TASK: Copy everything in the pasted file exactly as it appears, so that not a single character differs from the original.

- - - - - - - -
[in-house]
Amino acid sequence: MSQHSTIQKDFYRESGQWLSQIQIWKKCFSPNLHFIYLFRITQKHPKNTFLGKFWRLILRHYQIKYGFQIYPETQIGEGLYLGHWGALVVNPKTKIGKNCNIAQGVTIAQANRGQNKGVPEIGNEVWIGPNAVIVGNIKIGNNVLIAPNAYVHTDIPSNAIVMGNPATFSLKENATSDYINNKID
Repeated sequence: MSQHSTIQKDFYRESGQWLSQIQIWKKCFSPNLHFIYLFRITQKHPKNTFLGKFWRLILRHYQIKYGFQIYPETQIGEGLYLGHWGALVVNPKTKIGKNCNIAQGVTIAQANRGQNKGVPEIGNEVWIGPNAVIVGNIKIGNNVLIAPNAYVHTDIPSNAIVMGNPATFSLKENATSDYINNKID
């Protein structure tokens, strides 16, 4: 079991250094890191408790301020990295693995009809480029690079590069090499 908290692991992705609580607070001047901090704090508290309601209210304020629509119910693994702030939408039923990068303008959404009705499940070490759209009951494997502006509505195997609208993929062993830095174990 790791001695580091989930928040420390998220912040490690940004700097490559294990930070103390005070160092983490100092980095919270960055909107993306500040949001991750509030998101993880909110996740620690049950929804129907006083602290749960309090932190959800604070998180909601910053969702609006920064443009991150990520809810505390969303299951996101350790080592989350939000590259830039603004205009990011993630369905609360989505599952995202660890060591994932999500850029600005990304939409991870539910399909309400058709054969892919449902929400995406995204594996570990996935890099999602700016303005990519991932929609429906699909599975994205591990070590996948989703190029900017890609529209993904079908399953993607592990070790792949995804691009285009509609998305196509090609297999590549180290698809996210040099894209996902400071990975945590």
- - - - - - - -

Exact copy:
[in-house]
Amino acid sequence: MSQHSTIQKDFYRESGQWLSQIQIWKKCFSPNLHFIYLFRITQKHPKNTFLGKFWRLILRHYQIKYGFQIYPETQIGEGLYLGHWGALVVNPKTKIGKNCNIAQGVTIAQANRGQNKGVPEIGNEVWIGPNAVIVGNIKIGNNVLIAPNAYVHTDIPSNAIVMGNPATFSLKENATSDYINNKID
Repeated sequence: MSQHSTIQKDFYRESGQWLSQIQIWKKCFSPNLHFIYLFRITQKHPKNTFLGKFWRLILRHYQIKYGFQIYPETQIGEGLYLGHWGALVVNPKTKIGKNCNIAQGVTIAQANRGQNKGVPEIGNEVWIGPNAVIVGNIKIGNNVLIAPNAYVHTDIPSNAIVMGNPATFSLKENATSDYINNKID
């Protein structure tokens, strides 16, 4: 079991250094890191408790301020990295693995009809480029690079590069090499 908290692991992705609580607070001047901090704090508290309601209210304020629509119910693994702030939408039923990068303008959404009705499940070490759209009951494997502006509505195997609208993929062993830095174990 790791001695580091989930928040420390998220912040490690940004700097490559294990930070103390005070160092983490100092980095919270960055909107993306500040949001991750509030998101993880909110996740620690049950929804129907006083602290749960309090932190959800604070998180909601910053969702609006920064443009991150990520809810505390969303299951996101350790080592989350939000590259830039603004205009990011993630369905609360989505599952995202660890060591994932999500850029600005990304939409991870539910399909309400058709054969892919449902929400995406995204594996570990996935890099999602700016303005990519991932929609429906699909599975994205591990070590996948989703190029900017890609529209993904079908399953993607592990070790792949995804691009285009509609998305196509090609297999590549180290698809996210040099894209996902400071990975945590």